-----Original Message----- From: [EMAIL PROTECTED] [mailto:[EMAIL PROTECTED]] On Behalf Of Darren Sent: Wednesday, January 01, 2003 11:49 AM To: fbsd-questions Subject: opinions on my plan
I am building a firewall/NAT box for my father. This is the first firewall that I've built. And, I'm trying to put only the minimum software on it that will help me remote administer it (ie. ssh) and keep it up to date (ie. portupgrade). I figured I'd need a few programs installed for convenience. But, I didn't want to sacrafice security. I thought I might get the advice of those who have gone before me. At 15:16 01/01/2003 -0600, Craig M. Luchtefeld wrote:
For mine I did the following: - Minimal install - kern_securelevel_enable="YES" in rc.conf - recompiled kernel for ipf and take out extra crap - disabled inetd - disabled sendmail - used ipf and ipmon for firewall/nat My firewall is running on minimal hardware and it's a firewall.. I only want to mess with it once and be done with it.
Why not look at picobsd (in ports). It's a script that you run on your FreeBSD box which produces a minimal system on small media (single floppy, bootable CD, CF disc etc), and is ideally suited for running routers, firewalls, etc. You customise it for your exact requirements. It boots up and runs from RAMdisc - no hard disc required. Problems? Reboot and it's clean again..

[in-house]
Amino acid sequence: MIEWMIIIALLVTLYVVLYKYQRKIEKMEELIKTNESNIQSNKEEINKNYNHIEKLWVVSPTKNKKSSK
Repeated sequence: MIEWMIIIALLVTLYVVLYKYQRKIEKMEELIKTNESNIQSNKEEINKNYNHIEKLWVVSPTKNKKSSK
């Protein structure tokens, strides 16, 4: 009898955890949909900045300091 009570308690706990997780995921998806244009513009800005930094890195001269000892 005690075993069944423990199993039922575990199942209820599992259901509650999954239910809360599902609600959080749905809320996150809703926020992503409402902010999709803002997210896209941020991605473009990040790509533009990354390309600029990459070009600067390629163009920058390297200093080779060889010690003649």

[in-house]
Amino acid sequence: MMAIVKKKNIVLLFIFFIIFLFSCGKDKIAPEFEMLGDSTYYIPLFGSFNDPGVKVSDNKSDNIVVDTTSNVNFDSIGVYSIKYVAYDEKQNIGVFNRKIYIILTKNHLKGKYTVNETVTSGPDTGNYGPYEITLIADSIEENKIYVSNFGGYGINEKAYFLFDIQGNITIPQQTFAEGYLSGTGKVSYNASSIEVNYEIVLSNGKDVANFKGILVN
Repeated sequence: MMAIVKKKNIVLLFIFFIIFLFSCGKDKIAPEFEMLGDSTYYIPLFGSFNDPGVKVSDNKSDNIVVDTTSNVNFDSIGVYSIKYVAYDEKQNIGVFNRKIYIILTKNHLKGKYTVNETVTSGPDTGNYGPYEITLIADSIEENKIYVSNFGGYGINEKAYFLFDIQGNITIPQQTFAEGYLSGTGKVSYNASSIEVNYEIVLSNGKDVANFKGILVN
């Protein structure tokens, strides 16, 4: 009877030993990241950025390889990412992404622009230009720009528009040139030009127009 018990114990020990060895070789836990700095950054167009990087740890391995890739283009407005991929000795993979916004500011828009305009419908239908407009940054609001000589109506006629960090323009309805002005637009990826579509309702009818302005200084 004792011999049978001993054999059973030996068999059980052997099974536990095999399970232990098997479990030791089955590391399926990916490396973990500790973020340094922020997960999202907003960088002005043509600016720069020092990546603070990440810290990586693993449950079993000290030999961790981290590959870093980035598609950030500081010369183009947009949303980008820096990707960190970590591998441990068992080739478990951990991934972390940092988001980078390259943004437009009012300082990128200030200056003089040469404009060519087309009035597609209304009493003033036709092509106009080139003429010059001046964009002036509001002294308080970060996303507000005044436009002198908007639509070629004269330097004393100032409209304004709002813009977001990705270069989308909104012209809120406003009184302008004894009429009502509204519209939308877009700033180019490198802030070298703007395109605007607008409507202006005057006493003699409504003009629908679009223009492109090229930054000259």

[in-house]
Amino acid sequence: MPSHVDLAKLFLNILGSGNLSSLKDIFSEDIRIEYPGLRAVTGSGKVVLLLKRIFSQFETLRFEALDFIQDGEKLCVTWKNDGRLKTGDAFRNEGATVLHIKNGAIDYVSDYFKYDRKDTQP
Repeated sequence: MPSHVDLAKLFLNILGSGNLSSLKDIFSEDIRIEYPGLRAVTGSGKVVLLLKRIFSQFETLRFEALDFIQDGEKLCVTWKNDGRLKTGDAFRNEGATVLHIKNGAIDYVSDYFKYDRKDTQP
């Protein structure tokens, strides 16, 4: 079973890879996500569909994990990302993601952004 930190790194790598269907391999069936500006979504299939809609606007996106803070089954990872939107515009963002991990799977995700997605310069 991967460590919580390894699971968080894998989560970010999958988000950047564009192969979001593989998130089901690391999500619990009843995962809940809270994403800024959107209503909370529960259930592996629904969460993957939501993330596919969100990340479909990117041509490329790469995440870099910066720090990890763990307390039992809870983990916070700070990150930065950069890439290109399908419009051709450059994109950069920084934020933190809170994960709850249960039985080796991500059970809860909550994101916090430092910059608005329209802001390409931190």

Obviously the less you have on any externally exposed machine, the less security risk it poses. Since you can use pretty much any crap hardware to run as a router/firewall, find an old P1 (or worse) somewhere, and hide the decent machine you would need for squid internally, and put that, cvsup, etc on that, where it's safer. To upgrade the router, you just re-run the script to create a new floppy, disc image, etc.
[any technical questions on picobsd best addressed to freebsd-small mailing list].
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